Some highly acclaimed wineries fall from grace. It is hard to understand exactly why and why it is not reversible. For example, in the 1980s, Virgin Hills was highly regarded for its Bordeaux blend. It went downhill from there. The wine became thin and green and could not stand up to the new wave of Australian Shirazes.
I have the feeling Dalwhinnie is joining this unfortunate group of wineries, although for entirely different reasons. The other day, I opened a bottle of the 2004 Dalwhinnie Shiraz, supposedly one of their great years in the last 10 years. This is a full bodied wine, more so than you would expect from Victoria. Flavours are of blackberry and mulberry, but most noticeable is the ripeness of the fruit, which was on the wrong side of being satisfying. This unpleasant mouthfeel was not helped by a fairly harsh finish. The Dalwhinnie Shiraz was famous for its silky tannins, but this wine had no subtleness to it whatsoever.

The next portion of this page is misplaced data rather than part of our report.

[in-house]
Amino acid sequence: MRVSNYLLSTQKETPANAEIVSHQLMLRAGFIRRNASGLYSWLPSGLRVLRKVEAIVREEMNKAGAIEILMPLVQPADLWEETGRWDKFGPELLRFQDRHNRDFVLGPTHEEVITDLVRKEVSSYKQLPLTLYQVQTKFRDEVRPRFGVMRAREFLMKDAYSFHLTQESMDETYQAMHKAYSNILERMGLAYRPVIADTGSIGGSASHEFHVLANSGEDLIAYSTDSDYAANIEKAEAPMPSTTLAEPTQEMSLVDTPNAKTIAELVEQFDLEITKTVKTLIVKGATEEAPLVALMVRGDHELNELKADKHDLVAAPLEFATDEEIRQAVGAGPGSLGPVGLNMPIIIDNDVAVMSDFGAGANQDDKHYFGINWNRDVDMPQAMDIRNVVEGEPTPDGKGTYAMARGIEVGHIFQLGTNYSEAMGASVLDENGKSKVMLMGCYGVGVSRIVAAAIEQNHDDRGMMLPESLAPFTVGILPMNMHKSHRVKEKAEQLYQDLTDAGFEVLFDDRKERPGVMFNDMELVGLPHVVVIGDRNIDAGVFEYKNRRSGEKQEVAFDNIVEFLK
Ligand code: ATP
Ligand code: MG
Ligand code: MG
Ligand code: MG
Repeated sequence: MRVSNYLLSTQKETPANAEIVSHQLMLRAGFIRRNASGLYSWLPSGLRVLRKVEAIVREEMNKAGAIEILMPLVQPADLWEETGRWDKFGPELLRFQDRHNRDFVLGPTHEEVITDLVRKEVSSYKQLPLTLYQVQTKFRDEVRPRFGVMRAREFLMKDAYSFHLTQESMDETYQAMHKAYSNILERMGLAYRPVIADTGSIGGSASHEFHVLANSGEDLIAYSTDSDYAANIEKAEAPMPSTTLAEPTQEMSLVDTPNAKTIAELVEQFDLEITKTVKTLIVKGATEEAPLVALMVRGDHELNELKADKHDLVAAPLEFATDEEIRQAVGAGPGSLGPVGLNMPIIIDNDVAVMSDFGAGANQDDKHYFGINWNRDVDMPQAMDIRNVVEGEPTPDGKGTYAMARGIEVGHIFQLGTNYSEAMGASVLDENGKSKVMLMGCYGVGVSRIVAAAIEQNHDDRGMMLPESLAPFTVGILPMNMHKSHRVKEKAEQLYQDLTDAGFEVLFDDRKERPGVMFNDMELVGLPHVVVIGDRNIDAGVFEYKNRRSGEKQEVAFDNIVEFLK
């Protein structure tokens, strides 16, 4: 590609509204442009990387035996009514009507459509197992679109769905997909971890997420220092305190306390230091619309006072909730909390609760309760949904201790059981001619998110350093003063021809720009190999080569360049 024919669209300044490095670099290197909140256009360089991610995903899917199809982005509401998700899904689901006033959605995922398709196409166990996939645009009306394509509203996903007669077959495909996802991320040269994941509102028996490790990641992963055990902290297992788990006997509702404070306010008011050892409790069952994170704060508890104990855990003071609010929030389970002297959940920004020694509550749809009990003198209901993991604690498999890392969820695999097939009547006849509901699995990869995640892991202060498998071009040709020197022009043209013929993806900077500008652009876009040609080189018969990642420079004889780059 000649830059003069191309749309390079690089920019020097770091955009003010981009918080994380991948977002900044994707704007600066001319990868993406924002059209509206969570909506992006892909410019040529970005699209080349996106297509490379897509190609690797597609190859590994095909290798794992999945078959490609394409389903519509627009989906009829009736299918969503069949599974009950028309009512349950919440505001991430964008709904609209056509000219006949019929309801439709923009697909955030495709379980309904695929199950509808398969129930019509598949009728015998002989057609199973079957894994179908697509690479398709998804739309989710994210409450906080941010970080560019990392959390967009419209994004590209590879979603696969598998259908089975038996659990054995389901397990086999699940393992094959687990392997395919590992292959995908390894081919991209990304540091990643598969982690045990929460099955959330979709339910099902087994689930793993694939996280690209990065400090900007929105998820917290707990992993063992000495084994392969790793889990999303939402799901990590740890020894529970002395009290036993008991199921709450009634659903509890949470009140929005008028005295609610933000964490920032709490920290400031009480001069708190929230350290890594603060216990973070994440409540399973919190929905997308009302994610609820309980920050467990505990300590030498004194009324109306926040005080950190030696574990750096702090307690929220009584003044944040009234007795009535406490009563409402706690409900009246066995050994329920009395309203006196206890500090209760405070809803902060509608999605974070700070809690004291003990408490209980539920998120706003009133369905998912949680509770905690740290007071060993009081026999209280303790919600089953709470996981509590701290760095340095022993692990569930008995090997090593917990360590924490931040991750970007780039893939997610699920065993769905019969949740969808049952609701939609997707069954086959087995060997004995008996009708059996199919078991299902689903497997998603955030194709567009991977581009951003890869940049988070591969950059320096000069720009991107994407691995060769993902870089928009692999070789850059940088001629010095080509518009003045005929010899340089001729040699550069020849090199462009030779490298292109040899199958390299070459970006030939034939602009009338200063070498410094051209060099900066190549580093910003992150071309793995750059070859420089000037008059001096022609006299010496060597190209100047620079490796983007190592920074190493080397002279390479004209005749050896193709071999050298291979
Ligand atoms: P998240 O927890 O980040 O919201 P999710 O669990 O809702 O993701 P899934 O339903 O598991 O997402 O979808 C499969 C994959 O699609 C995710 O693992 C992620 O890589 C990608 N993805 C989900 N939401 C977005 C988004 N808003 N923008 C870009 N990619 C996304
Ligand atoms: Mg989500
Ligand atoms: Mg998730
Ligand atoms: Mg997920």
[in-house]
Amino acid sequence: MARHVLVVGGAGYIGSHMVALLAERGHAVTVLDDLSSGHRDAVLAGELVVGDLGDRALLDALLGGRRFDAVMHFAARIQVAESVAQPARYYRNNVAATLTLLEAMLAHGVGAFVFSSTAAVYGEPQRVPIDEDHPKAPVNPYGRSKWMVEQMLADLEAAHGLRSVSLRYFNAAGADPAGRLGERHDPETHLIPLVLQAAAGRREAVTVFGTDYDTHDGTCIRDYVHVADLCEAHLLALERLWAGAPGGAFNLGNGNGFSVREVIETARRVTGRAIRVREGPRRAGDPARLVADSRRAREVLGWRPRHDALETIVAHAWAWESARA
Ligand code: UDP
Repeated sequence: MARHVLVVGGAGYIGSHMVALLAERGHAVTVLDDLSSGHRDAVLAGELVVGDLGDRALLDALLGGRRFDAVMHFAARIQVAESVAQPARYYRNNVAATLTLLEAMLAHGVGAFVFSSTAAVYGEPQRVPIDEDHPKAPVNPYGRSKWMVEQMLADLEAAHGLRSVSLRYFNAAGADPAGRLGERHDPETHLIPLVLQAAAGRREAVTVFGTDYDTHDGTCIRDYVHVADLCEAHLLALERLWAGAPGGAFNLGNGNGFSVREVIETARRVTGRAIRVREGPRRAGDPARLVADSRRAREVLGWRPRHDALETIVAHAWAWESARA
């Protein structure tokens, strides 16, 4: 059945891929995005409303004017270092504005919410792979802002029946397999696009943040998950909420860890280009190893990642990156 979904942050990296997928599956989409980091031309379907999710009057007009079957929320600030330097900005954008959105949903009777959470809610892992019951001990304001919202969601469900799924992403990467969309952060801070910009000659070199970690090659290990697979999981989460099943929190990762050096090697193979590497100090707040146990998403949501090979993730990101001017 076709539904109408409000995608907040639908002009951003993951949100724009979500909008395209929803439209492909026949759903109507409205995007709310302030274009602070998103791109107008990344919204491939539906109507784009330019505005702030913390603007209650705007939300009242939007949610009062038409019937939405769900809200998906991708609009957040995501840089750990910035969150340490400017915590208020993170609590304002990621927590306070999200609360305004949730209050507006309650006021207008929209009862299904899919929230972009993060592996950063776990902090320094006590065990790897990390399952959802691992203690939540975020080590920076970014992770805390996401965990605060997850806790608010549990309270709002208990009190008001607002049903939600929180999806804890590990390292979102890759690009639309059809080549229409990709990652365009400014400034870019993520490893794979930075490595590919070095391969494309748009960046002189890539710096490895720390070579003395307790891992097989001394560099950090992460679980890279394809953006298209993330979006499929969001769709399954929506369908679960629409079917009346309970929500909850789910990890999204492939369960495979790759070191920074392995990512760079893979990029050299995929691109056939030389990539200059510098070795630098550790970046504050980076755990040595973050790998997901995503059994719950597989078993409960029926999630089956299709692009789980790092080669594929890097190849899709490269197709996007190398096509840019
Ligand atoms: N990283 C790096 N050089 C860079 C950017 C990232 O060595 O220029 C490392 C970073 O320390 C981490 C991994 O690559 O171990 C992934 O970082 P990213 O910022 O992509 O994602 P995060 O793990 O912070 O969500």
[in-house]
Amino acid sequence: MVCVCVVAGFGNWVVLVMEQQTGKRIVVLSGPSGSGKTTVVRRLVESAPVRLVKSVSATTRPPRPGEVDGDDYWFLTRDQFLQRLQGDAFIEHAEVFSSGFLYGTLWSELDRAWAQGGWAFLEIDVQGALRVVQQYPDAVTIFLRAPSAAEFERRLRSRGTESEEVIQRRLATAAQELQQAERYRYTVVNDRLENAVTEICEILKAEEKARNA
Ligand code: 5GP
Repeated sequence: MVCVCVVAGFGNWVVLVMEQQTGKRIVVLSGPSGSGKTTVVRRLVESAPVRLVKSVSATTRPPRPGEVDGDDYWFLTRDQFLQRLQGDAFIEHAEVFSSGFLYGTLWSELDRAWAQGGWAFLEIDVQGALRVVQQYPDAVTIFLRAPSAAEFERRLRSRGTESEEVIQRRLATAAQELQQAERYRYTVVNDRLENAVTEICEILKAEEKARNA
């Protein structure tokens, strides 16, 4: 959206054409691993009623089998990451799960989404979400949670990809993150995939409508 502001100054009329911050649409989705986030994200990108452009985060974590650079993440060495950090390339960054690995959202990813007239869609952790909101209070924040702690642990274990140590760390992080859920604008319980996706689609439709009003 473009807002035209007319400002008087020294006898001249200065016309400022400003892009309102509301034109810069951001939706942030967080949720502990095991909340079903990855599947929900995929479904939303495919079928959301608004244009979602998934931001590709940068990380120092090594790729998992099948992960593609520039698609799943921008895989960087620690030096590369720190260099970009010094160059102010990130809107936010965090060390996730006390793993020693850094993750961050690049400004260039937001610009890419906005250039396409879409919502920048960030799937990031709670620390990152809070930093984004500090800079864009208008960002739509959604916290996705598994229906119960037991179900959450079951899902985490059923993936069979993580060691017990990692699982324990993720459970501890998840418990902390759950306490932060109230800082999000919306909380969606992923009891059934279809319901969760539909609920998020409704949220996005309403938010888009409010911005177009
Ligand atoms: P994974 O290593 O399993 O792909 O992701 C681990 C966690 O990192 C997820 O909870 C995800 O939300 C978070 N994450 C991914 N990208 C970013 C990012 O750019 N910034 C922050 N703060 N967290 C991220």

I previously reported on some younger wines, which were equally disappointing. I am afraid this winery has lost its way. Trying to be a big Barossa?